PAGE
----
WILMINGTON, Del. — A federal jury awarded $2.4 million Monday to a New Jersey man who was repeatedly sexually abused by a Marist brother some 30 years ago.
Brian Elliott, 44, of Cedar Knolls, N.J., testified that Damian Galligan, a member of the Marist Catholic religious order, sexually abused him starting in 1977 when Elliott was 8 years old and continued until he was 14.
Two of those hundreds of incidents of abuse occurred in Delaware in the summer of 1981 when Galligan took the young Elliott on a trip across state lines to visit Washington, D.C., which is what brought the case to the U.S. District Court in Delaware.
While Elliott said he was abused by Galligan in at least four states — including New Jersey where he lived, New York where Galligan lived and Virginia — it was only in Delaware that Elliott could file a civil suit.
This is because Delaware's 2007 Child Victim's Act briefly lifted the statute of limitations in the law to allow adults who were victims of sexual abuse as children to file civil suits for damages against their abusers.
Galligan, who had been a former principal and teacher at Mount St. Michael Academy in New York, fired his attorney last week and decided not to appear in court Monday. This left the defense table empty for Monday's short trial.
The jury of eight, after hearing testimony, took about 90 minutes to decide that Elliott deserved $1.4 million in compensatory damages and $1 million in punitive damages.
The judgment, however, was largely symbolic because it is believed that Galligan does not have any significant assets to pay the civil award.
However, Elliott said the verdict was still an "extremely important symbol" and one that will help him going forward.
In a prepared statement, Elliott thanked the jury "for allowing me to expose the truth about matters which have been hidden away for far too long, and for seeing that justice was done not only for me but also for all the many other victims who have been denied their day in court by armies of lawyers and church bureaucrats who are more interested in a cover-up than in protecting innocent children."
Elliott's attorney, Raeann Warner, said they now hope that an appeals court will restore their claims against the Marist order itself and the Archdiocese of New York.
While Galligan did not appear in person Monday, he did make a brief appearance before the jury in a 2012 video deposition taken in St. Louis, where Galligan is living at a religious retirement home.
In the short video clip, the white-haired Galligan, wearing glasses, a beige shirt and a gold cross around his neck, complains of failing health and says he feels "sorry for Brian and the problems he had incurred."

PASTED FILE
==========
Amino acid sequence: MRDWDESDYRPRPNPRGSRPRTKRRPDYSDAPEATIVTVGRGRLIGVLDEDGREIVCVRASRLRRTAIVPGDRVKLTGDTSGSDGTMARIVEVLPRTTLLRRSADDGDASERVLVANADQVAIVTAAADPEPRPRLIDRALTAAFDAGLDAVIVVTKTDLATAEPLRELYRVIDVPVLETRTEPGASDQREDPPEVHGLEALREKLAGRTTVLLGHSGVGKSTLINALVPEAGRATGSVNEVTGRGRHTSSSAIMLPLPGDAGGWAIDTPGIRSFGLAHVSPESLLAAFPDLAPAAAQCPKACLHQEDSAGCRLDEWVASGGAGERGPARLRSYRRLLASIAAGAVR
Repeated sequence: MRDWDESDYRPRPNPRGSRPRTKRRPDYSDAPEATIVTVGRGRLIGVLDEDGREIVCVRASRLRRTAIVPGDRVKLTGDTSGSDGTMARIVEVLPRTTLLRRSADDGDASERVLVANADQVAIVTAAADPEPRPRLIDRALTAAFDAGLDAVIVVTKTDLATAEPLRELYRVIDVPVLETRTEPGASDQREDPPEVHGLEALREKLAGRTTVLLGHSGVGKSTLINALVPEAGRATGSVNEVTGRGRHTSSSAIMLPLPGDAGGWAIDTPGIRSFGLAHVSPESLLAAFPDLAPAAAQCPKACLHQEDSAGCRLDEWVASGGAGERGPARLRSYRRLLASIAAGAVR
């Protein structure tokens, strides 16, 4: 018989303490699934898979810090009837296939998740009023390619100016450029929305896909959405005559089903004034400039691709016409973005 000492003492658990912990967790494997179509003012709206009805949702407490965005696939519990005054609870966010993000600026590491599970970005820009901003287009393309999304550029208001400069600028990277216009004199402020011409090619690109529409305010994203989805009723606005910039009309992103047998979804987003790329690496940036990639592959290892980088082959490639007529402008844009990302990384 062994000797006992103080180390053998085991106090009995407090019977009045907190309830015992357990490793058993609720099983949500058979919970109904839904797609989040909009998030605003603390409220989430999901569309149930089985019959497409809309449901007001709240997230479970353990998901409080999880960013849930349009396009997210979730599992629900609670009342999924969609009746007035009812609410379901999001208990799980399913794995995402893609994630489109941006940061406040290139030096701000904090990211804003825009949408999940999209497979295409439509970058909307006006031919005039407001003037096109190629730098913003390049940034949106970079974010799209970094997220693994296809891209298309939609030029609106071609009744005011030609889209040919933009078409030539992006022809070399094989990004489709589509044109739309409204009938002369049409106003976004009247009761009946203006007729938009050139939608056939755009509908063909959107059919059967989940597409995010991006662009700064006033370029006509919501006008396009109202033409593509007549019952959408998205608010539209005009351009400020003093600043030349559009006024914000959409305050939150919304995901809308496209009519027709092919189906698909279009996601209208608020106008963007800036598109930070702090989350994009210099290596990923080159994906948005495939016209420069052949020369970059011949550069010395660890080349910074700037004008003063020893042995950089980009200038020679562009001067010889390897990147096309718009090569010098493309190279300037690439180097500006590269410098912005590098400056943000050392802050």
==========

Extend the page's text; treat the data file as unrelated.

Asked directly whether he admits he sexually abused Elliott, Galligan answered, "Yes, I do."
He also admitted that he abused many other boys, but said he could not remember how many or who the first one was.
Galligan said he now recognizes what he did was wrong and a crime. He said he did not think it was wrong at the time he committed the acts.
His defense before trial had been that he never abused Elliott in Delaware.
Elliott testified that his grandmother, who attended church at the New York City parish where Galligan worked, first introduced Galligan to the family in 1976.
Elliott said Galligan would regularly come over for Sunday dinner at his Ringwood, N.J., home. "He paid a lot of attention to me and gave me a lot of gifts," Elliott said, adding he enjoyed the attention and presents.
Sometime in 1977, Galligan obtained the permission of Elliott's parents to take him out on weekends, including sleeping over at his home. Elliott said the improper behavior began almost immediately with Galligan insisting on taking a shower with him, ritually undressing and cleaning him, and touching and fondling him in the process.
Over the years, Elliott said Galligan became bolder and more aggressive, telling Elliott that what they were doing was "normal" and "part of God's plan."
Elliott told the jury that the abuse ended when he was 14. Galligan spent a night at Elliott's home, where he again sexually abused Elliott, and left behind a stained T-shirt. When Elliott's mother found the T-shirt, Elliott said he told her what happened the night before.
Elliott said his parents then wrote a letter to Galligan and "we never heard from him again."
After the abuse ended, Elliott said he began drinking and found as he grew older that he had flashbacks and nightmares and was not able to maintain a steady relationship with women. Two of his marriages, including one with two children, ended in divorce.
Psychiatrist Carol Tavani testified that Elliott continues to suffer severe post-traumatic stress disorder as a result of the sexual abuse and he will probably need therapy for the rest of his life. She said Elliott was "broken" and Galligan is the one that broke him.
A second victim of Galligan, Dr. Peter Marghella of New York, testified via video about the abuse he too suffered as a child at the hands of Galligan. Marghella, like Elliott, testified that the abuse was almost "ritualistic" and increased over time.
In her closing argument, Warner, Elliott's attorney, asked the jury to send a message with its decision and award damages both to punish Galligan for what he did and to warn other "would be serial abusers that this will not be tolerated in this state."